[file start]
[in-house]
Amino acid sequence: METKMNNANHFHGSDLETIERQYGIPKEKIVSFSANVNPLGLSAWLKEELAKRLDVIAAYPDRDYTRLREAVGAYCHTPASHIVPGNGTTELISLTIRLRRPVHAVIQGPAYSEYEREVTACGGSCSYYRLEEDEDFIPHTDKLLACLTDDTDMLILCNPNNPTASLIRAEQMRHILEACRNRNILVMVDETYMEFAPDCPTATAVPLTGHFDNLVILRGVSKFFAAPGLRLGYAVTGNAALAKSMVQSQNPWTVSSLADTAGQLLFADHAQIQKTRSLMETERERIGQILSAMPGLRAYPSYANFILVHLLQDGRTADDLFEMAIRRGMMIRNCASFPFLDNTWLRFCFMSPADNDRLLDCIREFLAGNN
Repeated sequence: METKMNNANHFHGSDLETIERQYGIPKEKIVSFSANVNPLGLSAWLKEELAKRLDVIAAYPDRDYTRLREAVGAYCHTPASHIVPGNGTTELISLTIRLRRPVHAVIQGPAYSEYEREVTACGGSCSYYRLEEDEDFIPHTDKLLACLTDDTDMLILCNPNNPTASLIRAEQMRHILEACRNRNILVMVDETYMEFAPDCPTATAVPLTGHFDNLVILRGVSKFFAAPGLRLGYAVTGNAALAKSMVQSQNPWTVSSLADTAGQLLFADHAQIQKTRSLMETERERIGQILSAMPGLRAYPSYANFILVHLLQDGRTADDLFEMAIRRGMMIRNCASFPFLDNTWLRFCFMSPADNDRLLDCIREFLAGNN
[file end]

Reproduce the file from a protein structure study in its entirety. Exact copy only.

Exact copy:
[in-house]
Amino acid sequence: METKMNNANHFHGSDLETIERQYGIPKEKIVSFSANVNPLGLSAWLKEELAKRLDVIAAYPDRDYTRLREAVGAYCHTPASHIVPGNGTTELISLTIRLRRPVHAVIQGPAYSEYEREVTACGGSCSYYRLEEDEDFIPHTDKLLACLTDDTDMLILCNPNNPTASLIRAEQMRHILEACRNRNILVMVDETYMEFAPDCPTATAVPLTGHFDNLVILRGVSKFFAAPGLRLGYAVTGNAALAKSMVQSQNPWTVSSLADTAGQLLFADHAQIQKTRSLMETERERIGQILSAMPGLRAYPSYANFILVHLLQDGRTADDLFEMAIRRGMMIRNCASFPFLDNTWLRFCFMSPADNDRLLDCIREFLAGNN
Repeated sequence: METKMNNANHFHGSDLETIERQYGIPKEKIVSFSANVNPLGLSAWLKEELAKRLDVIAAYPDRDYTRLREAVGAYCHTPASHIVPGNGTTELISLTIRLRRPVHAVIQGPAYSEYEREVTACGGSCSYYRLEEDEDFIPHTDKLLACLTDDTDMLILCNPNNPTASLIRAEQMRHILEACRNRNILVMVDETYMEFAPDCPTATAVPLTGHFDNLVILRGVSKFFAAPGLRLGYAVTGNAALAKSMVQSQNPWTVSSLADTAGQLLFADHAQIQKTRSLMETERERIGQILSAMPGLRAYPSYANFILVHLLQDGRTADDLFEMAIRRGMMIRNCASFPFLDNTWLRFCFMSPADNDRLLDCIREFLAGNN